As part of the Paramount chain, the theater had a good run until the early sixties, when a fire destroyed most of the stage and the proscenium arch, and did other considerable damage. It’s a familiar story; downtown Albuquerque was enjoying its version of white flight, and the theater was reduced to showing “adult” fare. A brief flirtation with demolition (1977) ended when the City of Albuquerque and a group of concerned citizens intervened. An extensive renovation included many small singular efforts, including the matching of door handles that were original kachina dolls (a Hopi motif) and, in one notable case of delicate restoration, “The balcony railing in the lobby, composed of wrought iron bird figures, was 11 inches too short to meet modern safety codes. Harvey Hoshour [restoration architect] devised a novel solution to retain the railings' original look. Additional metal was inserted in the birds' necks and legs to make the railing taller. The talented craftsman who performed the work was none other than the grandson of the man who created the original railing.”
Lobby murals of Southwestern landscapes that include cliff dwellings, by Carl von Hassler were restored in another phase. In a third and final (1999) phase, perhaps the most expensive, “conservationists worked for months atop scaffolding far above the auditorium floor to restore the spectacular 'environmental' artwork [that had been destroyed by fire]. Vigas (roof beams) decorated with Pueblo Indian motifs seem to open onto a starry night sky,” a nod to atmospheric theater styles.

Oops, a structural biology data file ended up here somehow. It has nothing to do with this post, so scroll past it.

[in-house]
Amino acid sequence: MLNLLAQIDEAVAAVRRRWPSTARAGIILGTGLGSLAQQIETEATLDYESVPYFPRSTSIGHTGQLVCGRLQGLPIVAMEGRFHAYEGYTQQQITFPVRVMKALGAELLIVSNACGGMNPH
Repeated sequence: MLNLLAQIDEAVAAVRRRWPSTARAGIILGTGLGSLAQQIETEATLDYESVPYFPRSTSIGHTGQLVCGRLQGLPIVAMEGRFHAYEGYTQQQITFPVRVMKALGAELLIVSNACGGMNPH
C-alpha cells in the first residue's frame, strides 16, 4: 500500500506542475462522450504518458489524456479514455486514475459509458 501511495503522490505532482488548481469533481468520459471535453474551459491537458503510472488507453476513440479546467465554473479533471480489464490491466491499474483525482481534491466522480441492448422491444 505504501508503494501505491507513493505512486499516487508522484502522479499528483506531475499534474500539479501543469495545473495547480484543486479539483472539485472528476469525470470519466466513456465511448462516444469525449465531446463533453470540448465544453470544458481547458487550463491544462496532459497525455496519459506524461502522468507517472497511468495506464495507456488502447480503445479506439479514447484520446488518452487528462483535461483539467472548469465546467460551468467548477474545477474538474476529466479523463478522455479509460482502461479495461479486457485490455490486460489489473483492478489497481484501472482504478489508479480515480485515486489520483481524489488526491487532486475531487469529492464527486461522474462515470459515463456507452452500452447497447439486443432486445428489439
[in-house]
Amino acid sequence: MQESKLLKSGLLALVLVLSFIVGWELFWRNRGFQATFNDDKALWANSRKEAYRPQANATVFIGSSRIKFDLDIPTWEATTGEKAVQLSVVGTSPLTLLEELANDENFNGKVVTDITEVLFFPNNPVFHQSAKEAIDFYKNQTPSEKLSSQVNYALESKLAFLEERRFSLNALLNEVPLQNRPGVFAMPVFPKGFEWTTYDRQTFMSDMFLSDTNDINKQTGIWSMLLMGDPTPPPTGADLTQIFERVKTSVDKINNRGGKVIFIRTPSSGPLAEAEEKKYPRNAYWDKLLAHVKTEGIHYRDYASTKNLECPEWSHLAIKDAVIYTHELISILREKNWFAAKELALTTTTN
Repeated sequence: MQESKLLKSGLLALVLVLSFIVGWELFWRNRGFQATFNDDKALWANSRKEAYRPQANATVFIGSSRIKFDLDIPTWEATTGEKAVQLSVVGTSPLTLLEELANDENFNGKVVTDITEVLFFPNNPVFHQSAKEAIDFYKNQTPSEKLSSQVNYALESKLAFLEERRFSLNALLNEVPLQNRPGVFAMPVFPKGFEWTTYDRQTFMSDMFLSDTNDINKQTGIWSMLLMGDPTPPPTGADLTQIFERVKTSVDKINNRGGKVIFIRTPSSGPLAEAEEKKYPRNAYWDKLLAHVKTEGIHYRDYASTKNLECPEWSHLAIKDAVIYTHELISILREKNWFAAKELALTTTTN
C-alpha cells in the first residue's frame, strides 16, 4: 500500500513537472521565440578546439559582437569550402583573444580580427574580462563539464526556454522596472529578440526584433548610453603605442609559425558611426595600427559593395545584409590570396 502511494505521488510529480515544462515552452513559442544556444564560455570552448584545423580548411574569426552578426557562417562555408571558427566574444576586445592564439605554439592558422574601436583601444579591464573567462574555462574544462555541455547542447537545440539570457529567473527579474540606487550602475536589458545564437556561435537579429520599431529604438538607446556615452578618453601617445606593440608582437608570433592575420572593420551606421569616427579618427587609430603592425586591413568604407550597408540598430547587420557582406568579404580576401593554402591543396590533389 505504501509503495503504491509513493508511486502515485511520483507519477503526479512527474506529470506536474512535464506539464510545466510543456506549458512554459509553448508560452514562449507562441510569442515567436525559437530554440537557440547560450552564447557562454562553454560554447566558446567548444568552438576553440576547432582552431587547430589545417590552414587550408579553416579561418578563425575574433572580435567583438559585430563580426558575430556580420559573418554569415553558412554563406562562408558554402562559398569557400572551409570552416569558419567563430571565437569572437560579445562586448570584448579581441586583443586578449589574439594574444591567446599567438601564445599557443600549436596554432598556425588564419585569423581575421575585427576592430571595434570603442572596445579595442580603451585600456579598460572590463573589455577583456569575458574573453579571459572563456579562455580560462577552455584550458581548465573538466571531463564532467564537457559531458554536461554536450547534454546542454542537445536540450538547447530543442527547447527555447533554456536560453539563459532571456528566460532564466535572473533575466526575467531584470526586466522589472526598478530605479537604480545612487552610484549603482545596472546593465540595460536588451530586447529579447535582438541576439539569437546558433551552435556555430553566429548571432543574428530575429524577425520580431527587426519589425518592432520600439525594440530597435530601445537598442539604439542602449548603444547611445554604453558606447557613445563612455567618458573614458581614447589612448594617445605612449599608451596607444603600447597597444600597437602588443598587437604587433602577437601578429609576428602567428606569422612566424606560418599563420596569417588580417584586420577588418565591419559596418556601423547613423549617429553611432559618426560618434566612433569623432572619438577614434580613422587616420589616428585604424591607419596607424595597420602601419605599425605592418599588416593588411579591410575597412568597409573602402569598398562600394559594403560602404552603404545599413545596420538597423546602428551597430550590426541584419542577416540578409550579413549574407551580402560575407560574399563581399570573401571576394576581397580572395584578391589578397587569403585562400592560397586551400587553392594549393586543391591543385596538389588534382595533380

What happened to Oreste Bachechi? Sadly, he died the year after his theater opened, although his sons operated the KiMo for the intervening decades. Reflecting for a moment on the turtles, birds, buffalo, stars and other natural effects that grace his beautiful theater, I found this: “27 acres of fertile valley farmland,” the former Bachechi estate, is apparently on the verge of being developed by the City of Albuquerque, with hopes of turning it into a kind of wildlife preserve, a “balanced master plan... that promotes non-competitive recreational uses and environmental educational opportunities such as wildlife viewing, hiking, multi-use trails, improved and dedicated equestrian parking, native landscaping, an expanded pecan tree orchard, a memorial rose garden dedicated to the Bachechi family, an expanded wetland, and an agricultural field to attract migratory water fowl with perennial crops of bluestem, sacaton, lovegrass, and ricegrass.”
Now that the movie palace has been safely restored, what better way is there to treat the local movie mogul’s fertile acres?
Indigenous Peoples’ Day is really a flip-side kind of thing: when Colombo arrived, some ten million people were already living here, in what we have come to call America. (That our continents were named for another European adventurer, Amerigo Vespucci, underscores the point I’m about to make). History is like a twisted ribbon, whose surfaces blend. Despite centuries of bloodshed, native peoples (First Nations in Canada) are remarkably still around, and such miracles should be honored. Think Sherman Alexi, the poet/filmmaker/novelist or John Herrington, astronaut of the Chickasaw nation, or Charlene Teters said to be the Rosa Parks of Native American culture. Then there’s the heritage of naming: hardly a state in the lower forty-eight exists that isn’t woven through with Native American river names: Mississippi, Shenandoah, Ohio, Tallahassee, Missouri, Miami, Truckee, to name a few. I wonder how many movies that portrayed the old cowboy vs. Indian theme played the KiMo mid-twentieth century, before we could see the other side of American history?